Depression in women has a lifetime prevalence rate of 20 percent. This is double the likelihood of men to experience depression, which is only around 10-11 percent. Its usual onset is between the ages of 40 and 59.
Some mood changes and depressed feelings occur with normal hormonal changes, but estrogen cannot be the sole reason for this increased prevalence.
Women are confronted with a lot of life experiences and situations that could be potential predispositions for them to develop depression.
Puberty and Premenstrual Syndrome (PMS)
One example of a situation that contributes to depression in women is puberty. It is typically associated with other risk factors that can play a role in depression.
For instance, it is the time when emerging sexuality and identity issues are prevalent among young women. It is also the peak of increased pressure from peers, school, and parents, among others. These factors leave them extremely vulnerable to developing depression.
Premenstrual syndrome, or PMS, also plays a role in the development of depression in women. During this time, women typically experience symptoms such as abdominal bloating, breast tenderness, headache, anxiety, and irritability. While relatively short lived, some women develop more severe and disabling symptoms of depression that interfere with their daily functioning.
Depression and Pregnancy
Meanwhile, depression in women who are pregnant is also one thing to take note of. A cocktail of pregnancy hormones circulate the woman’s body, and these important regulators of excitatory neurotransmitters will consequently effect mood. Other stressful situations such as unemployment and lack of social support, when coupled with pregnancy, will greatly increase the risk for developing depression.
There is also a phenomenon known as post-partum depression. It is usually felt by mothers during the first few days after giving birth. It is usually caused by the sudden role change experienced by the woman, from being pregnant to being a mother. Feelings of insecurity and inadequacy will predominate because the woman thinks that she is not yet ready to become a mother.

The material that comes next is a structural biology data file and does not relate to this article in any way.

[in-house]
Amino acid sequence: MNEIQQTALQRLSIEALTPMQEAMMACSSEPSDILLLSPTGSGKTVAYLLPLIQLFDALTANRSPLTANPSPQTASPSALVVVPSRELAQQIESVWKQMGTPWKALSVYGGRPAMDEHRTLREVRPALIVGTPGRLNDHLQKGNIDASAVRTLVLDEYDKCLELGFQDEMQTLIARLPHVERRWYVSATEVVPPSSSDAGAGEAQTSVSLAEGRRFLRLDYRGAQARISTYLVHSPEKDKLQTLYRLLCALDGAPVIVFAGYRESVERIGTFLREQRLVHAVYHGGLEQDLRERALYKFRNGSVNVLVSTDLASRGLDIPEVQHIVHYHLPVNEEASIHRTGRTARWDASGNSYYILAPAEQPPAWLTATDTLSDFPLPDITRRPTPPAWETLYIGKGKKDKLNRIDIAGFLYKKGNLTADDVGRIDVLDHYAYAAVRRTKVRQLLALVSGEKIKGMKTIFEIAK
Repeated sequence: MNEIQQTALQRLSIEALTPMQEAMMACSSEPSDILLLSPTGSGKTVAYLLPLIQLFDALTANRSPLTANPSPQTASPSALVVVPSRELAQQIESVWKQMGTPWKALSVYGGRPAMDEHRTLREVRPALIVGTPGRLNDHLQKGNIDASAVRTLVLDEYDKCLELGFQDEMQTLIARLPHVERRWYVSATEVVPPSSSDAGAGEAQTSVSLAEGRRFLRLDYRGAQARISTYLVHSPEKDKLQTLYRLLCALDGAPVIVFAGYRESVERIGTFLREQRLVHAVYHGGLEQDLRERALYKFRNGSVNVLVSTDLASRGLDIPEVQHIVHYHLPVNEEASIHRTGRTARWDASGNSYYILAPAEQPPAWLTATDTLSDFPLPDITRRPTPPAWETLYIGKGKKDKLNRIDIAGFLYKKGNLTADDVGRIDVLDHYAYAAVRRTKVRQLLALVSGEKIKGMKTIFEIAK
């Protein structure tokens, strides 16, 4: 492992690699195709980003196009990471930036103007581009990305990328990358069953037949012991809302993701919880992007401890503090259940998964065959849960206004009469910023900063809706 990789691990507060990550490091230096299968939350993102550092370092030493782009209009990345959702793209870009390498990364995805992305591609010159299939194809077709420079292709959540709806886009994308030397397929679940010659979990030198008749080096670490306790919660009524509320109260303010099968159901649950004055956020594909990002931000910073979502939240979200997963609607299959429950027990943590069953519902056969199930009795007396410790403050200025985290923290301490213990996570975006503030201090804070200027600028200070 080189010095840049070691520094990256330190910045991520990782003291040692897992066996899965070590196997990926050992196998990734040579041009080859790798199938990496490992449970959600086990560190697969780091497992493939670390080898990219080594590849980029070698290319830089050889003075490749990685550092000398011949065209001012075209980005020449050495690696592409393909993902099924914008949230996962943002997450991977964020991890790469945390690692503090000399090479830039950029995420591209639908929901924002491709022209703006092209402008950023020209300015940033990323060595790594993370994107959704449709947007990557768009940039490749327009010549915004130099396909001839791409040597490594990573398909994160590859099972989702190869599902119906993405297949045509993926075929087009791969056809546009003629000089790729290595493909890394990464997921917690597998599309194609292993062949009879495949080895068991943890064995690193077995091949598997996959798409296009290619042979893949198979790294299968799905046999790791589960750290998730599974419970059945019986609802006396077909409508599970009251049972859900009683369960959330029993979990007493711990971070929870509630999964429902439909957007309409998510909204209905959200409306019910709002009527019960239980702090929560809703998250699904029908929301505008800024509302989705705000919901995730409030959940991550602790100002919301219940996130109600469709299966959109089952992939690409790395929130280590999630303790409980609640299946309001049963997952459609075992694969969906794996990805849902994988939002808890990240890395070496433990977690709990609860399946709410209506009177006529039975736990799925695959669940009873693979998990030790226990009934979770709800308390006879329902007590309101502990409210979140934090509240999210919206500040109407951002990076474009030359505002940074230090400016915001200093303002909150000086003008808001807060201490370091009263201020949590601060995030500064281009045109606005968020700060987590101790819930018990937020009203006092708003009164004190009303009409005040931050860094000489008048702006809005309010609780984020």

She has her own needs, having just finished giving birth, but being a mother would mean that she has to put the baby’s needs first. This transitional stage is a confusing time for the woman, and she may experience these symptoms:
• Low self-esteem
• Reluctance to hold the baby
• Thoughts of harming the baby
• Suicidal ideations and gestures
Depression and Menopause
Risk of depression may also increase during the transitional stages toward menopause. Because of the variable levels of hormones during this time (mostly decreased estrogen), these women experience several uncomfortable symptoms. This alone is not a precipitating factor, but combined with a positive history of depression, the risk for its recurrence will undoubtedly go up.
There are a multitude of options available to treat depression in women. The effective treatment options include:
A combination of the professional help in the form of medication and talk therapy provides best outcomes. You can also consult with your doctor and add the supplements and self help techniques in your recovery path.
Brees, K. (2008). The Everything Guide to Depression. Avon, MA: F+W Publications, Inc.
Depression fact sheet. U.S. Department of Health and Human Services Office on Women's Health. http://www.womenshealth.gov/publications/ our-publications/fact-sheet/depression.cfm. Accessed April 28, 2013.
Sadock, B., Sadock, V. (2007). Kaplan and Sadock’s Synopsis of Psychiatry: Behavioral Sciences/Clinical Psychiatry (10th edition). Philadelphia, PA: Lippincott Williams & Wilkins.